A retired cop's endless pain
Still no word from Government almost one year after ex-crime fighter highlights his plight
A retired policeman continues to endure pain and suffering, close to one year after his plight was highlighted by the Jamaica Observer.
Former corporal of police Astley Smith, who was knocked down by a police patrol car as he rode his motorbike on duty in the eastern parish of St Thomas in 1979, and subsequently paid $315 monthly in compensation, is continuing his journey of pain and suffering, and has been literally left on his own by the constabulary.
Smith, now 63, was hit off the bike when the patrol car driver decided to overtake a queue of vehicles along the Pondside main road near Yallahs in the western section of the parish.
He suffered multiple injuries to the foot, all bones were broken on his right wrist, and he lost total use of his right hand.
A damaged right eye, from which he has since lost vision, injury to his nerves, his left hand and shoulder, among other sections of his body, were also part of the pain package.
All told, Smith spent six months at the University Hospital of the West Indies where he underwent a total of nine surgeries during the early period of his suffering.
But since the Sunday Observer told the story, the Jamaica Constabulary Force has made no headway in correcting what legal analysts believe was a crucial wrong committed.
"I don't hear anything up to now," Smith told the Sunday Observer in an interview last week.
"I was told that my file is being dealt with," Smith said.
"But whilst the grass is growing, the horse is starving," Smith added.
Retired Commissioner of Police Lucius Thomas, who is handling welfare matters for police personnel at the Ministry of National Security, could not be reached for an update, as numerous calls from the Sunday Observer to his cellular phone during last week went unanswered.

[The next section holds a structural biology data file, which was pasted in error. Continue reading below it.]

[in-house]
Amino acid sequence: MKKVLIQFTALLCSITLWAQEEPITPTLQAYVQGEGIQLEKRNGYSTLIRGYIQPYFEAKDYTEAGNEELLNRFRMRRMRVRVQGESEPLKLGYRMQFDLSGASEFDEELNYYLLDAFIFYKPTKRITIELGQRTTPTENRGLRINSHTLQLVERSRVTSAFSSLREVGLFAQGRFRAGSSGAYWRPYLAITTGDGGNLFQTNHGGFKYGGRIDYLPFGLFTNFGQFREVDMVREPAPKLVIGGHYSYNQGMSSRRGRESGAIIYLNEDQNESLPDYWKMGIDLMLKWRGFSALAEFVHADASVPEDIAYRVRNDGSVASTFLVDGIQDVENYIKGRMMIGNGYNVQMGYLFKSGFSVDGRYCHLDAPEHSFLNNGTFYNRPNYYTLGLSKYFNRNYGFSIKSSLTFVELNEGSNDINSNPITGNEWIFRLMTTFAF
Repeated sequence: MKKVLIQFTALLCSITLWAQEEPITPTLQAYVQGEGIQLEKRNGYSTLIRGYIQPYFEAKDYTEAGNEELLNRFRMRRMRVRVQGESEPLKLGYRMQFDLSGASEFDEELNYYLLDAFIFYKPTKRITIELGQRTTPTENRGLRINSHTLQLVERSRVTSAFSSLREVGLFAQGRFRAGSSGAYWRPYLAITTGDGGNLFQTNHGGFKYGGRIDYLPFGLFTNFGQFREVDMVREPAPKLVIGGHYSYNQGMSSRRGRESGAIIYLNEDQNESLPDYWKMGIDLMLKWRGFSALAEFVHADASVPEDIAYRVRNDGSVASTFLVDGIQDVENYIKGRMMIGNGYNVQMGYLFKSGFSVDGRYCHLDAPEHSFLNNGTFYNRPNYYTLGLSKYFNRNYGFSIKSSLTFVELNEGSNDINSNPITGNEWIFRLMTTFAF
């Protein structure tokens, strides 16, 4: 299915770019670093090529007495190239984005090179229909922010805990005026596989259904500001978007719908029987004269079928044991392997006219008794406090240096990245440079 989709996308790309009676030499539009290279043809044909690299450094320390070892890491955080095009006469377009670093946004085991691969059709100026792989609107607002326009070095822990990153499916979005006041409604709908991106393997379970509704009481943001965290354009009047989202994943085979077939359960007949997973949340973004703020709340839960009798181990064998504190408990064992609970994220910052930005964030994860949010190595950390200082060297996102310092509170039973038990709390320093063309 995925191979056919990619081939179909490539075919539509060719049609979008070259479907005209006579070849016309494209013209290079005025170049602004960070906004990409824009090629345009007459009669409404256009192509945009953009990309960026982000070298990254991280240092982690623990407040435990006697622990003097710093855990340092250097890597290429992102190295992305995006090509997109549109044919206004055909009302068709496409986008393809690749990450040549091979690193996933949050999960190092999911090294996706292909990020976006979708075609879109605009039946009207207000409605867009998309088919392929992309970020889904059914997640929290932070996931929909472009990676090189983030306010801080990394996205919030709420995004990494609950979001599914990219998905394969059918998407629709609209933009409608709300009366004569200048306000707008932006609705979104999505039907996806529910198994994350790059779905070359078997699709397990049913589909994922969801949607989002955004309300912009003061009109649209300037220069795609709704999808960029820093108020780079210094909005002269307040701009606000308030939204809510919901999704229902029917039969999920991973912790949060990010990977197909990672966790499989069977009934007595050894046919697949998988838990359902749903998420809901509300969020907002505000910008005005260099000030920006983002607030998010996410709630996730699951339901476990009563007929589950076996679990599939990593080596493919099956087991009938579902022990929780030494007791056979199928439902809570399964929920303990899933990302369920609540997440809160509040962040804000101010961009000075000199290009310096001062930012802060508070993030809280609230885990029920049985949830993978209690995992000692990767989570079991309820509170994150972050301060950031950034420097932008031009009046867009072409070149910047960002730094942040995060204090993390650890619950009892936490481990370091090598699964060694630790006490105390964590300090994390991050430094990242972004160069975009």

Thomas had personally said last year that he would spearhead efforts to explore the possibility of arranging a better financial deal for Smith.
"We are trying to help him. Some representation has been made and we are in touch with the Ministry of Finance and the Ministry of Labour and Social Security to see what can be done for him," Thomas said last April.
But things are getting rougher, economically, for the former uniformed government worker who vowed to protect and serve.
"I was visited by personnel from the Anti-corruption Branch of the police force, to see if I need anything, but that was from May of last year. Since then I have heard nothing," he revealed.
In the interview last April, Smith told a story of severe pain, with little relief in sight.
"It has been severe pain and suffering without any relief up to now. Nothing helps me ... no painkiller ... nothing. The pain includes burning, a shooting pain and a crushing pain. If it rains, there is a shooting pain, if it gets warm there is a crushing pain. For the past 34 years, I have not had a moment of relaxation. If someone comes up behind me and frightens me, I feel pain. If I start reading I feel pain," Smith said last year.
He has since made several visits to The Pain Centre in St Andrew, in a last-ditch effort to have the pain kept in check, but mounting expenses have pushed him further against the wall.
"I have spent over $70,000 at The Pain Centre to continue the treatment, but I have now run out of funds.
"One doctor recommended that I amputate my right hand, but I don't know as yet," he said.
Smith had sued the Government of Jamaica a little over a year after the accident, only to be informed that he had missed the deadline to file the lawsuit by mere weeks, based upon the law at the time which allowed for suits to be filed up to one year after an incident.
"There was little that I could do to file the lawsuit earlier as I was hospitalised and an outpatient, and could not walk for over a year after the accident," he said.
With a lawsuit no longer a possibility, Smith opted to remain in the force, which he served for a further 26 years.
Having applied for and granted early retirement, Smith applied to the Government for compensation for loss of use of the right hand, pain and suffering, and after going through a trip of paperwork and red tape, he ended with the princely sum of $3,786.67 annually or $315 monthly in compensation, which the State said was based upon his salary at the time of the accident, which was approximately $5,000 per annum.
Appeals to the public defender's office, former Prime Minister Bruce Golding and then Opposition Leader Portia Simpson Miller did not meet with success.
The former allround cricketer for the St Thomas police team is now involved in a monumental fight to stay afloat.
"I have no savings and the little that I get for my pension cannot do. I have no one to take care of me, because my family does not stick around because of my disability. I really need help. I would like to be granted some form of gratuity," Smith told the Sunday Observer.